Coping with Nausea

Heal - Article 01

Nausea is without a doubt one of the most debilitating side-effects of cancer treatment and can impact nutritional status significantly! It puts you right off your food, your appetite goes out the window, and your weight starts to plummet as a result.

However, the good news is that there are a number of ways to combat these symptoms.

What is nausea?

First off, the basics: what is nausea? Nausea results from the irritation of nerve endings in the digestive tract which in turn stimulates centres in the brain that control nausea and vomiting. It can come and go or linger for weeks severely affecting quality of life.

Nausea can be a common side-effect of cancer-related treatments including chemotherapy, radiotherapy, immunotherapy and surgery. It can occur due to constipation and some people even become nauseous in anticipation of an event that previously made them feel sick such as chemotherapy; we call this anticipatory nausea. Anticipatory nausea and vomiting (ANV) is a learned response and is common during cancer treatments.

What you can do

Try not to let nausea put you off your eating completely as it is important to maintain your weight to avoid malnutrition.

Instead, try one of the following ways to counteract and minimise your nausea and vomiting:

  • Portion size: go ‘Michelin star’ – adopt a ‘little and often’ eating pattern rather than the old-school ‘3 meals a day’.
  • Good days: Make the most of days or times that you feel less nauseous and try to eat a bit more then.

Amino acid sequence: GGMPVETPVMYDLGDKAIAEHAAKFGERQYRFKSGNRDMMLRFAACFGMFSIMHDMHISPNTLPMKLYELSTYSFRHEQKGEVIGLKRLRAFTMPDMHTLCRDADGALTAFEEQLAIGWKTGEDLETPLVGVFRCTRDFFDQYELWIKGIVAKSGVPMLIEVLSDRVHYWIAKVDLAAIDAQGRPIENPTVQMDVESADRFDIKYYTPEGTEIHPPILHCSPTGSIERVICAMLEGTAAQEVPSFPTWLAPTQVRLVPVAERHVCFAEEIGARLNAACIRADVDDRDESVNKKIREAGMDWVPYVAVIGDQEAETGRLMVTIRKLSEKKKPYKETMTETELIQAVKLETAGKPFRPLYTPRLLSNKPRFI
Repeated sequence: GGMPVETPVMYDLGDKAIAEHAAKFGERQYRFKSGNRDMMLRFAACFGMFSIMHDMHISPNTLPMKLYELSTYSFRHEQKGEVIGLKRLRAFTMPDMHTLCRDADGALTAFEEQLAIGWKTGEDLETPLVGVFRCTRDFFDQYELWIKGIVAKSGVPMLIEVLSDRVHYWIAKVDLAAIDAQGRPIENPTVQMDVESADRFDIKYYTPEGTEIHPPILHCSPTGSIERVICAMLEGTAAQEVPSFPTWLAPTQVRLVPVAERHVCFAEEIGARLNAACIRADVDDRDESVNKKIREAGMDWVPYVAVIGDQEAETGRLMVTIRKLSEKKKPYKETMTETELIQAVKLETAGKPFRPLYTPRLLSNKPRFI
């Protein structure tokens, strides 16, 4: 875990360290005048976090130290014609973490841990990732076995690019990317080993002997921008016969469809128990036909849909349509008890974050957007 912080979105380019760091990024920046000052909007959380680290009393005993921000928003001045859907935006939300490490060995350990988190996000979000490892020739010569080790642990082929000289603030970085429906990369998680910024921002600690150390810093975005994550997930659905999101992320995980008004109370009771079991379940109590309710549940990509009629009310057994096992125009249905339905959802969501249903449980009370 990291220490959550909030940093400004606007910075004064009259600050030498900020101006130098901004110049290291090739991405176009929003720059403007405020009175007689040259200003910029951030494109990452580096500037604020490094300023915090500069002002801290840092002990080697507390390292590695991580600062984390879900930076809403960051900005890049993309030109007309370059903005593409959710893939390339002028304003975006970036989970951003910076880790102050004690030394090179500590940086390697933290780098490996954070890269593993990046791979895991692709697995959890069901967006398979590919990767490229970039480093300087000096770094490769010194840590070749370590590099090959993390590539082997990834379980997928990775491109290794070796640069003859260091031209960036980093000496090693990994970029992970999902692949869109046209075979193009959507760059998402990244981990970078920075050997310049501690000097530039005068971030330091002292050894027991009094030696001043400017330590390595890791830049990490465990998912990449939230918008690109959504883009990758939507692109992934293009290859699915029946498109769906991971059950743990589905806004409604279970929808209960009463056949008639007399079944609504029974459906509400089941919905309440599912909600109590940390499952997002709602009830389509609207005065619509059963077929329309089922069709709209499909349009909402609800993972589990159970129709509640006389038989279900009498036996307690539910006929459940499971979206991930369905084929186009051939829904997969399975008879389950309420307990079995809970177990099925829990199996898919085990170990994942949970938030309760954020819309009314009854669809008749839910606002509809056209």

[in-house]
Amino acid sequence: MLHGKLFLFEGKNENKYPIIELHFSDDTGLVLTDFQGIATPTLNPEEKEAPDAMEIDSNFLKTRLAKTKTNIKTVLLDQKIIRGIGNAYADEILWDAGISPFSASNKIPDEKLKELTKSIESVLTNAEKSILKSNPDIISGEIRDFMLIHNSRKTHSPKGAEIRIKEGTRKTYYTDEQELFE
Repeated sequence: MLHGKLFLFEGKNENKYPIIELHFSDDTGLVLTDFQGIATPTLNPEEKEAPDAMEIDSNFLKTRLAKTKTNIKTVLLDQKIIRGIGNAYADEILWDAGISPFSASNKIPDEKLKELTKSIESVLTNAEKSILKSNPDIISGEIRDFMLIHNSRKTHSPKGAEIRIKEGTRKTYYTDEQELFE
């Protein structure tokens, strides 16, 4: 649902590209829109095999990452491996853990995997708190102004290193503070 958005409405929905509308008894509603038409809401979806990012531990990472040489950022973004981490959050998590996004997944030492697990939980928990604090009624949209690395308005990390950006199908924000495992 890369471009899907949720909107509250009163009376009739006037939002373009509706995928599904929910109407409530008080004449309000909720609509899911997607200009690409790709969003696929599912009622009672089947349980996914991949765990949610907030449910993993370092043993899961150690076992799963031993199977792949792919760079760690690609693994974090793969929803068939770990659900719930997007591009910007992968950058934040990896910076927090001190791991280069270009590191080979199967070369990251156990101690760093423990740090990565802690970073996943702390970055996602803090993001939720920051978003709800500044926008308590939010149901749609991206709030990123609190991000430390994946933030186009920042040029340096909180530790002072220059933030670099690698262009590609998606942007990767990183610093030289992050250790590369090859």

• Eat before you get hungry: A lot of people find their nausea is worst first thing in the morning. Hunger (and an overnight fast) can actually increase nausea. Try starting off with something plain and dry like a biscuit and continue with little and often throughout the day.
  • Ginger: Ginger root contains compounds that may help relieve or prevent nausea by increasing the flow of saliva and digestive juices. They may also help calm the stomach and intestines. Ginger tea, ginger cordial, ginger biscuits (and so on) have all been reported to help people struggling through nausea.
  • *Medication: There are lots of different anti-sickness tablets on the market. Try to take what you are given as recommended (read the instructions on the box).
    • Compliance: anti-sickness tablets can help prevent the onset of nausea altogether – don’t try to be brave by holding off. This will make your life a lot harder later.
    • Timing: Often they can take at least 30mins to kick in so leave enough time between taking the tablet and your meal.
    • No one-size-fits-all: If you are not finding them helpful, ask your doctor whether there is another you can try. Some treatments require 2-3 different anti-sickness medications to control the nausea.
  • Cravings: Don’t fight food cravings. A little of what you fancy is fine, especially when struggling to eat at all. Whether it’s a pork pie or a scoop of ice-cream, right now you need those calories.
  • Best foods: Whatever you find works! Lots of people find foods that are salty, dry (pretzels, crackers), plain (bananas, rice, apples, toast), cold, acidic (grapefruit, fizzy lemonade) easier.
  • Fresh air: Don’t underestimate the power of fresh air and a walk before meals. If you are cooped up in your room and really can’t face going outside, throw open the window for a bit.
  • Smells: Strong smells from cooking coming from the kitchen can really leave you feeling pretty peaky when you are most vulnerable. Try to keep away from the cooking zone where possible and choose cold or room temperature foods over hot foods.
  • Fluids: Hydration is key. Try to sip fluids regularly between meals. Use a straw if this helps. Set an alarm for every hour or create a checklist /use a diary to track how much you have consumed each day.
  • Psychological techniques: If you suspect that you might suffer from anticipatory nausea and vomiting, you should come up with a list of distractive strategies or muscle relaxation techniques that might work for you e.g. yoga, breathing, exercise, listening to music, calling a friend, watching a funny YouTube video etc. Try to incorporate these at times you feel you are most prone to becoming nauseous.